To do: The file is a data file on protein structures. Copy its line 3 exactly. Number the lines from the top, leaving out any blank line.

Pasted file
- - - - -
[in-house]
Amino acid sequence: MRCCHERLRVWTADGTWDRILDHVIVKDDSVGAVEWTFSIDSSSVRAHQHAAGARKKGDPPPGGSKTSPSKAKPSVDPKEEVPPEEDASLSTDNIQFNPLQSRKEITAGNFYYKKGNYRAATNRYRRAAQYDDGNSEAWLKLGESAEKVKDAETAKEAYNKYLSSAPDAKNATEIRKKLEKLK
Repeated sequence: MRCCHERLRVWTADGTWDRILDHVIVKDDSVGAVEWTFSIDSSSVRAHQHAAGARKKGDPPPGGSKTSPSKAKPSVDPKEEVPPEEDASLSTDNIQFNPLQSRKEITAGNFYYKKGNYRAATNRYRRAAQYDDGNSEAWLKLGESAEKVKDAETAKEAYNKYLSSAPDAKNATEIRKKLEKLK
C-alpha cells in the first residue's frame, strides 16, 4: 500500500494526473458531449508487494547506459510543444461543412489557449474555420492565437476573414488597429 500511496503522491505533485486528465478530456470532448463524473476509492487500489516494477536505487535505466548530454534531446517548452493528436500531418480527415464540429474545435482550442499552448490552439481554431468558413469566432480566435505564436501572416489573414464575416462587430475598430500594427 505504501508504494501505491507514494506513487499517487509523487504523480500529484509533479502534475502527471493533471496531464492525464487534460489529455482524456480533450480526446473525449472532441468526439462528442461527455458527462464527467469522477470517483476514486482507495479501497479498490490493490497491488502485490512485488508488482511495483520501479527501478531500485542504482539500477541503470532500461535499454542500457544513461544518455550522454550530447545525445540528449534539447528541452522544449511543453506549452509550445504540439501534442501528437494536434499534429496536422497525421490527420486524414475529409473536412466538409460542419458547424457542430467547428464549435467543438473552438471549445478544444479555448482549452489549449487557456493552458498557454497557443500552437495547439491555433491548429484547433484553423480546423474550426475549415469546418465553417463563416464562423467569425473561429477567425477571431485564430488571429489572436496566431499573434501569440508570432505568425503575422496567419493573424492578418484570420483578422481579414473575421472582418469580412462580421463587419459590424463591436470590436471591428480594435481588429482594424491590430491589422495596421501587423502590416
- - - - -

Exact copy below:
Repeated sequence: MRCCHERLRVWTADGTWDRILDHVIVKDDSVGAVEWTFSIDSSSVRAHQHAAGARKKGDPPPGGSKTSPSKAKPSVDPKEEVPPEEDASLSTDNIQFNPLQSRKEITAGNFYYKKGNYRAATNRYRRAAQYDDGNSEAWLKLGESAEKVKDAETAKEAYNKYLSSAPDAKNATEIRKKLEKLK